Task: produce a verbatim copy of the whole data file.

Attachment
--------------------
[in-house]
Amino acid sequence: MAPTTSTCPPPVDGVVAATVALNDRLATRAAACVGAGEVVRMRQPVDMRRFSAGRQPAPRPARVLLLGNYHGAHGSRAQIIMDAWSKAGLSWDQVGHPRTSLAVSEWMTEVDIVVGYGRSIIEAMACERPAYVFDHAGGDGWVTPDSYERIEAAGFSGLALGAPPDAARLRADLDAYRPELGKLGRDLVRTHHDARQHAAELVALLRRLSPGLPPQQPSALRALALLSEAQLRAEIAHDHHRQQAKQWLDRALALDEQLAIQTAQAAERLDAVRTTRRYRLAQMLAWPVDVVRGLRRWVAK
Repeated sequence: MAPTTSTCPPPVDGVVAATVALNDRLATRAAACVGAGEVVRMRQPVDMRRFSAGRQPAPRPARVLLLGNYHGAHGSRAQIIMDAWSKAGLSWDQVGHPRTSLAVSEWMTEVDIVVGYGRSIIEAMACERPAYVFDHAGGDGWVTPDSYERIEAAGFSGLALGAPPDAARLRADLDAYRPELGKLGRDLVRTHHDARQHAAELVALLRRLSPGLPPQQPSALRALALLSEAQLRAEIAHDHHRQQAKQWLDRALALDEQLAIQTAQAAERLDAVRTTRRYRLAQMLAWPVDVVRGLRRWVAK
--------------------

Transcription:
[in-house]
Amino acid sequence: MAPTTSTCPPPVDGVVAATVALNDRLATRAAACVGAGEVVRMRQPVDMRRFSAGRQPAPRPARVLLLGNYHGAHGSRAQIIMDAWSKAGLSWDQVGHPRTSLAVSEWMTEVDIVVGYGRSIIEAMACERPAYVFDHAGGDGWVTPDSYERIEAAGFSGLALGAPPDAARLRADLDAYRPELGKLGRDLVRTHHDARQHAAELVALLRRLSPGLPPQQPSALRALALLSEAQLRAEIAHDHHRQQAKQWLDRALALDEQLAIQTAQAAERLDAVRTTRRYRLAQMLAWPVDVVRGLRRWVAK
Repeated sequence: MAPTTSTCPPPVDGVVAATVALNDRLATRAAACVGAGEVVRMRQPVDMRRFSAGRQPAPRPARVLLLGNYHGAHGSRAQIIMDAWSKAGLSWDQVGHPRTSLAVSEWMTEVDIVVGYGRSIIEAMACERPAYVFDHAGGDGWVTPDSYERIEAAGFSGLALGAPPDAARLRADLDAYRPELGKLGRDLVRTHHDARQHAAELVALLRRLSPGLPPQQPSALRALALLSEAQLRAEIAHDHHRQQAKQWLDRALALDEQLAIQTAQAAERLDAVRTTRRYRLAQMLAWPVDVVRGLRRWVAK